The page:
The 7 mysterious ‘lost towns’ of East Anglia
PUBLISHED: 18:30 19 April 2020 | UPDATED: 14:32 20 April 2020
Discover the settlements that time forgot - and then remembered again thanks to the power of archaeology
It’s well-known that the region of East Anglia is steeped in a deep and fascinating history. Home to an array of ancient ruins and deserted settlements, the area has been graced by the footsteps of many – including the Romans, Anglo-Saxons and the Iceni tribe.
We spoke to Dr Andrew Rogerson, former senior archaeologist at Norfolk Historic Environment Service, who helped us delve deeper into some of the towns and villages that have been ‘lost’ to time – and brought back to life once again thanks to the wonders of archaeological exploration. Dr Rogerson said: “None of these places have been ‘rediscovered’ – they have never really gone away. Until the 1950s, very little attention was paid to the archaeology of medieval, as opposed to prehistoric and Roman settlements.”
We start off our list with perhaps the most famous deserted settlement in the East Anglia region, Dunwich. Located on the Suffolk coast, roughly seven miles north of Leiston, Dunwich was the capital of the Kingdom of the East Angles during the Anglo-Saxon period.
At its height, it was an international port, and comparable in size to 14th century London. The Domesday Book of 1086 put its population at over 3,000, and by the mid-13th century, it was around 250 hectares in size.
Dr Rogerson said: “There were 10 parish churches, a small monastery, two friaries, two hospitals (religious institutions) and a house of the Knights Templars.”
Its thriving port welcomed in ships from places such as Germany and the Low Countries.
However, two huge storms in 1287 saw the beginning of the decline of Dunwich, and over the following years, additional storms caused consistent devastation to the town, including one in 1347 that swept around 400 houses into the North Sea, and Saint Marcellus’s flood in 1362 which destroyed a large majority of the remaining town.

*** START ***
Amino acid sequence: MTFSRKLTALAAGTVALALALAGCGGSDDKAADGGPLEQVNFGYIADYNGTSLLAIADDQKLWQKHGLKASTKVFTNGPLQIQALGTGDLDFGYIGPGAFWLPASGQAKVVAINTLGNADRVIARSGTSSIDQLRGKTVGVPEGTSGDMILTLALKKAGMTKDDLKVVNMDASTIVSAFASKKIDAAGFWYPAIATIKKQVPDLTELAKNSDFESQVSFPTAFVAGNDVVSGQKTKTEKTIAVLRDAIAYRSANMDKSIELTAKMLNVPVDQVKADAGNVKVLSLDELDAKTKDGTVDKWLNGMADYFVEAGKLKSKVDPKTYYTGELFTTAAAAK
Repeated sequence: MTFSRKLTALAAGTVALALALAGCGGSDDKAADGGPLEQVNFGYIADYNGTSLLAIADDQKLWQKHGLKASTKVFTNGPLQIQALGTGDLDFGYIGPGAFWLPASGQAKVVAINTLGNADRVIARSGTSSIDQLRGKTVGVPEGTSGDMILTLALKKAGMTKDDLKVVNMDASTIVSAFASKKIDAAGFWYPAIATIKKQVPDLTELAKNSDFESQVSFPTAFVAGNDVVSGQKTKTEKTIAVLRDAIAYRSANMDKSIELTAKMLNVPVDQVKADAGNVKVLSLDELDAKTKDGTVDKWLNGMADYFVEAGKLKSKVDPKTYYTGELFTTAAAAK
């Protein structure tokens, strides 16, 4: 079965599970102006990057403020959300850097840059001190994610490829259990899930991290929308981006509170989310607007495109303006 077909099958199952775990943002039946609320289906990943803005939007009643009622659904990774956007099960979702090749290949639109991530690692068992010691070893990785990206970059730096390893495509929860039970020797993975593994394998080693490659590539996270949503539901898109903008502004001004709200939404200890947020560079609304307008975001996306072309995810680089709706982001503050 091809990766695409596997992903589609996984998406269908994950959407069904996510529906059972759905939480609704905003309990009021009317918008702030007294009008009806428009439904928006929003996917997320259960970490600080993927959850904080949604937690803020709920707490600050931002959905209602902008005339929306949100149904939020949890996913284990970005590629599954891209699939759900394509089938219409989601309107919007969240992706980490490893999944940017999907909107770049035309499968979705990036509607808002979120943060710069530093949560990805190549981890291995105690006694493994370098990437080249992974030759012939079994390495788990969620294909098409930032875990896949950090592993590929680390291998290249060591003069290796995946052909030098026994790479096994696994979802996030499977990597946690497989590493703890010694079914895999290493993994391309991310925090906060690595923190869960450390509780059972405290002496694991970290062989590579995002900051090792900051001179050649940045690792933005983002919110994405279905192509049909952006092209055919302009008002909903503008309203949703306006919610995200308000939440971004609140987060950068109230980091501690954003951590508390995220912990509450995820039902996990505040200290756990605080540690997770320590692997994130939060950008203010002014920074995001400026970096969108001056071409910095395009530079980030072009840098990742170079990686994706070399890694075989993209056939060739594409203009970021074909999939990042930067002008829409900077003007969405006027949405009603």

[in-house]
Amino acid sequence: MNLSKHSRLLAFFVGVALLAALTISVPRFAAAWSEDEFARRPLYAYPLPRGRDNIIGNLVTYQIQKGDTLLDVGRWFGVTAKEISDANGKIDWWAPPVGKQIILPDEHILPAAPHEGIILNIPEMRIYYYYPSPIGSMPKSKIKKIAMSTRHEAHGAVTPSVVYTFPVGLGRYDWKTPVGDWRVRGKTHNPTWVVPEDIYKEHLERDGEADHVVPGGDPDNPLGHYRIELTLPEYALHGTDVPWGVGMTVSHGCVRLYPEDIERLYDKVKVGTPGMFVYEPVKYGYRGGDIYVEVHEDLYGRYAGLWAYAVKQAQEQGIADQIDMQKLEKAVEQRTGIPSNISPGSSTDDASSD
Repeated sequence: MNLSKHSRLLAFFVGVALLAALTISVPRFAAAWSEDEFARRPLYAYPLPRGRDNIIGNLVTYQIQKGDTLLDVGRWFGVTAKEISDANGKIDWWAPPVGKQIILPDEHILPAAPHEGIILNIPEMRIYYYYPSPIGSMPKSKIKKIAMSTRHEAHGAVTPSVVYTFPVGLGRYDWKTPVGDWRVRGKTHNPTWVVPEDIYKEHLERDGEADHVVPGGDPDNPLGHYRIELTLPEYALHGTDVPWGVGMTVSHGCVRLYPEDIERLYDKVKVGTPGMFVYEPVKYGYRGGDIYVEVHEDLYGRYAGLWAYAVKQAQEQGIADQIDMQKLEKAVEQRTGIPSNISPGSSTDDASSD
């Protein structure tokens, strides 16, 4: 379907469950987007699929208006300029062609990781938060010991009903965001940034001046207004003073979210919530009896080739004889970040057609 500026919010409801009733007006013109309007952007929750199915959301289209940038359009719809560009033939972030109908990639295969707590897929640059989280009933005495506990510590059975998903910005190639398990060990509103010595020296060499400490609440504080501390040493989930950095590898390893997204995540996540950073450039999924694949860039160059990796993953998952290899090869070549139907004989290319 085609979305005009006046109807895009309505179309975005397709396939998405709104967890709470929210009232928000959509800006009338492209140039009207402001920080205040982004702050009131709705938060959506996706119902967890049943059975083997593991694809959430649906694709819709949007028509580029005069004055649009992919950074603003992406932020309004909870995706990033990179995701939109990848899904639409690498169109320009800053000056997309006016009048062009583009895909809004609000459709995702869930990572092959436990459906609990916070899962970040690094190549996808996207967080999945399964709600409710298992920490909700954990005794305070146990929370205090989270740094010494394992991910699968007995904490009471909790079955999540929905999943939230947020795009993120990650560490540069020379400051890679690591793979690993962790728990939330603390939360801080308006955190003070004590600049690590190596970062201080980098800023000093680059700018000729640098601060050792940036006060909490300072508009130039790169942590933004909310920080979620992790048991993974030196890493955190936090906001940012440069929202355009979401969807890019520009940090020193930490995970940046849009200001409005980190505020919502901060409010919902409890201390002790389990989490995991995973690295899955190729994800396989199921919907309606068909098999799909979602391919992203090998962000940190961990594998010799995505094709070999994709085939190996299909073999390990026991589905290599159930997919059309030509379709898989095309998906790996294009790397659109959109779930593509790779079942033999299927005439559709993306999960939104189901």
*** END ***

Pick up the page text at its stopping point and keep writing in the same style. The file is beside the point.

Dunwich’s 13th century buildings now unfortunately belong to the sea – including eight of its churches. Local legend has it that at certain times and tides, the church bells can still be heard ringing from beneath the sea.
What still stands in Dunwich today are the remains of Greyfriars, a Franciscan priory, and the Leper Hospital of St James.
“What remains of the town is not great, but it is still worth a visit, even if just to ponder on how much has been lost to the North Sea,” said Rogerson.
Today, the village now has an estimated population of 183.
Head a few miles north along the coast and there you’ll find Easton Bavents, another Suffolk coastal town that was once an important historical parish – but it too has fallen victim to the effects of coastal erosion. Once the most easterly parish in the British Isles, it was recorded as having around 65 inhabitants in 1086.
“Easton Bavents was granted the right to hold a market in 1330, but this did not last into the post-medieval period,” said Rogerson.
The parish also was home to St Nicholas church. However, records show that the church disappeared into the North Sea sometime towards the end of the 17th century due to the cliff collapsing.
Today, Easton Bavents is now a hamlet, and has been featured in both the local and national press due to the perils of continual coastal erosion, with many homes coming dangerously close to the cliff’s edges.
Caistor St Edmund (Venta Icenorum)
Cross the county lines and head up to Norfolk where you’ll find the village of Caistor St Edmund. Located a couple of miles south of Norwich, the village is home to the remains of Venta Icenorum, a Roman foundation which was capital of the Iceni tribe.